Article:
After years of demand letters, complaints and settlements, a website accessibility lawsuit under Title III of the Americans with Disabilities Act, 42 U.S.C. §§12181-12189 (ADA or Title III), finally went to trial in the United States District Court for the Southern District of Florida. See, Gil v. Winn-Dixie Stores, Inc., Case No. 1:16-cv-23020-RNS (S.D. Fla. June 12, 2017). At the conclusion of the two-day court trial conducted in mid-June, the district court entered judgment against Winn-Dixie Stores, the website’s owner and operator, requiring Winn-Dixie to, among other things, ensure that its website complies with the World Wide Web Consortium’s Website Content Accessibility Guidelines, version 2.0 (WCAG 2.0). The case is remarkable not just because it is the first of its kind to go to trial, but also because the court’s opinion does not consider whether a website owner can employ alternatives other than WCAG 2.0 to make website content “accessible.”
The ADA, the Auxiliary Aids Standard and Websites
Title III prohibits places of public accommodation from discriminating against individuals with disabilities “in the full and equal enjoyment of the goods, services, facilities, privileges, advantages, or accommodations of any place of public accommodation … .” 42 U.S.C. §12182(a); 28 C.F.R. §36.201(a). Over the past few decades, website owners, members of the disabled community and scholars have debated whether Title III can and should be applied to the Internet and websites, which did not exist in their current forms at the time the ADA was passed. Federal and state courts that have considered this issue have reached starkly different conclusions â€” some finding that Title III only applies to physical, “brick-and-mortar” facilities, and cannot be applied to non-physical places like Internet websites; other courts reach the precise opposite conclusion, holding that Title III applies to any public accommodation, regardless of whether it exists in physical form, or on the Web. Compare, e.g., Cullen v. Netflix, Inc., 600 Fed. App’x 508 (9th Cir. April 1, 2015); Earll v. Ebay, Inc., 599 Fed. App’x 695 (9th Cir. April 1, 2015) (stating that Title III does not apply to websites that do not have a nexus to a physical place), withNat’l Fed’n of the Blind v. Scribd Inc., 97 F. Supp. 3d 565 (D. Vt. 2015); Nat’l Ass’n of the Deaf v. Netflix, Inc., 869 F. Supp. 2d 196 (D. Mass. 2012) (stating that Title III applies to Internet websites regardless of whether they have a nexus to a physical place).
The United States Department of Justice (DOJ) is of the view that Title III should be applied to Internet websites. DOJ has also suggested, as early as the summer of 2010, that WCAG 2.0 should be adopted as the formal standard governing how websites should be made “accessible” for purposes of Title III. See generally, DOJ, Advance Notice of Proposed Rulemaking, Accessibility of Web Information Services of State and Local Governments and Public Accommodations (ANPRM), 75 Fed. Reg. 43460, 43463 (July 26, 2010). However, DOJ has not issued any such regulations, and most recently indicated that it likely will not issue any type of Title III website accessibility regulations until 2018 at the earliest. See, DOJ, Fall 2016 Statement of Regulatory Priorities.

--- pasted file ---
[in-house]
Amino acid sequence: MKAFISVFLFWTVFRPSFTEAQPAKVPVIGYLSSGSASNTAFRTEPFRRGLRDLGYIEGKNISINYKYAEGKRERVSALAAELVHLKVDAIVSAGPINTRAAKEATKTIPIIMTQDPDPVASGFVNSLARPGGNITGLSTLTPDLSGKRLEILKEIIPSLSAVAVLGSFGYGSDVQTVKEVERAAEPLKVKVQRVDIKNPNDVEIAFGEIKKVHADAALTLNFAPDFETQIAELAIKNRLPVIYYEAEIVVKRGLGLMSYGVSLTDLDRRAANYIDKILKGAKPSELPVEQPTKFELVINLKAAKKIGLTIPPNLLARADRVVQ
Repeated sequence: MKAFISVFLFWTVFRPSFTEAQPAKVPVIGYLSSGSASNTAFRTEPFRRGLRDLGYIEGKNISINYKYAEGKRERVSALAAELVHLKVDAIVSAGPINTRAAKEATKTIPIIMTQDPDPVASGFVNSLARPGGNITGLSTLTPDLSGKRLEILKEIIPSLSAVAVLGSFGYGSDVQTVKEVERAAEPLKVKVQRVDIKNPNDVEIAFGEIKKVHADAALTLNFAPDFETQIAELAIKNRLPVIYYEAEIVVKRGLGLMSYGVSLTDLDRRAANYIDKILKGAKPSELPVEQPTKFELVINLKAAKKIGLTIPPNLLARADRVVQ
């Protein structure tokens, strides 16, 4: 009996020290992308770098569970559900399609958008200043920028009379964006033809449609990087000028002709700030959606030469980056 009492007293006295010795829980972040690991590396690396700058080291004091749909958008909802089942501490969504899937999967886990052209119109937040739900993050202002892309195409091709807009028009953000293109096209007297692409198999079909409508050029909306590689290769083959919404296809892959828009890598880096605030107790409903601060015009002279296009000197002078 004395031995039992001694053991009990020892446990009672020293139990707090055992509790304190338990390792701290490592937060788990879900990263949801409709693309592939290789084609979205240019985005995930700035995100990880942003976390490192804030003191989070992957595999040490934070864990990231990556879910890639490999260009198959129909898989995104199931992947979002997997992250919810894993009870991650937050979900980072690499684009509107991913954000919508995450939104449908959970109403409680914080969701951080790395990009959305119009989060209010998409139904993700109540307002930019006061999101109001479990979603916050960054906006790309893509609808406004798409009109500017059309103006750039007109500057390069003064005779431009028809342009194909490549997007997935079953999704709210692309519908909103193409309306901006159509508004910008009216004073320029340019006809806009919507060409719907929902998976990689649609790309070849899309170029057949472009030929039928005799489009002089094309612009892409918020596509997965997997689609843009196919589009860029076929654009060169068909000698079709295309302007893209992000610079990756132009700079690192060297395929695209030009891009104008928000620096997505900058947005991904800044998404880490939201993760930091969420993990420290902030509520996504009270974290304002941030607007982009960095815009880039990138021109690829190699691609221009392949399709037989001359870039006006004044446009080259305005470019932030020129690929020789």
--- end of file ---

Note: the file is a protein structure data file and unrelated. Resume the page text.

This scattered state of the law leaves website owners and operators in a quandary. At least in those circuits that apply Title III to Internet websites, what must a website owner or operator do to make its website accessible? DOJ weighed in on this question in June, 2015. In a Statement of Interest filed in National Association of the Deaf v. Harvard University, Civil Action No. 3:15-cv-30023-MGM (D. Mass. June 25, 2015), DOJ suggested that, in cases in which specific technical standards have not been mandated by law, website owners would be required to comply with Title III’s more general “auxiliary aids standard.” Id. at 15.
The importance of the auxiliary aid standard should not be overlooked. This standard assumes that some goods and services offered by a public accommodation might not be fully “accessible.” In such a case, the ADA obligates covered entities to provide something in addition — an auxiliary aid — in order to ensure that disabled individuals can use and enjoy the public accommodation’s goods and services in a similar manner to how non-disabled individuals enjoy them. In particular, the relevant standard of the ADA obligates covered public accommodations to provide “auxiliary aids and services” “as may be necessary to ensure that individuals with disabilities are not treated differently than other individuals because of the absence of auxiliary aids and services,” unless doing so would “fundamentally alter” the nature of the good, service or facility being offered, “or would result in an undue burden.” 42 U.S.C. §12182(b)(2)(A)(iii).